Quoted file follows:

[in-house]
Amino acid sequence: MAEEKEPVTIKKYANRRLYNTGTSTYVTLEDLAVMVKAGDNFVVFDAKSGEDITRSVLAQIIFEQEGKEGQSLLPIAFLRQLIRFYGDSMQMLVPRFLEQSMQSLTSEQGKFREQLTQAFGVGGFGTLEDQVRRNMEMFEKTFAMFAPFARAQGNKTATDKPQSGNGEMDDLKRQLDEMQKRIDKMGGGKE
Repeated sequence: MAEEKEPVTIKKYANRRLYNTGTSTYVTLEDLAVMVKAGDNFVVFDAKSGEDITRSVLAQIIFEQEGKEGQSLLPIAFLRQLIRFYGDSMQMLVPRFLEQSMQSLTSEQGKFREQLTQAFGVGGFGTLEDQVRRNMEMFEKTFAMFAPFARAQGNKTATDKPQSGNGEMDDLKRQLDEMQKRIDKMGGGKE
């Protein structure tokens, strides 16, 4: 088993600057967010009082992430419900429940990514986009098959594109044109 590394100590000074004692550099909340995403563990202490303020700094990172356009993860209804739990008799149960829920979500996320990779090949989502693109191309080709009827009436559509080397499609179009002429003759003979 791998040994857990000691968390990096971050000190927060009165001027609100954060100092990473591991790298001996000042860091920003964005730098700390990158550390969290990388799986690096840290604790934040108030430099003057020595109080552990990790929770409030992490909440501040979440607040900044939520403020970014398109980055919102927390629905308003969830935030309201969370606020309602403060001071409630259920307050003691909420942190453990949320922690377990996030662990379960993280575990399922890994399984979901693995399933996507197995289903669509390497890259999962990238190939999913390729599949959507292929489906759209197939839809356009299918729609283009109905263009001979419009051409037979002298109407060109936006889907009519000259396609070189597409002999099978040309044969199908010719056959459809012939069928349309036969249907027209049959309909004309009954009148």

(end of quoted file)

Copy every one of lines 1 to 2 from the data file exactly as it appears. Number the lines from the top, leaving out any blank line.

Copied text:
[in-house]
Amino acid sequence: MAEEKEPVTIKKYANRRLYNTGTSTYVTLEDLAVMVKAGDNFVVFDAKSGEDITRSVLAQIIFEQEGKEGQSLLPIAFLRQLIRFYGDSMQMLVPRFLEQSMQSLTSEQGKFREQLTQAFGVGGFGTLEDQVRRNMEMFEKTFAMFAPFARAQGNKTATDKPQSGNGEMDDLKRQLDEMQKRIDKMGGGKE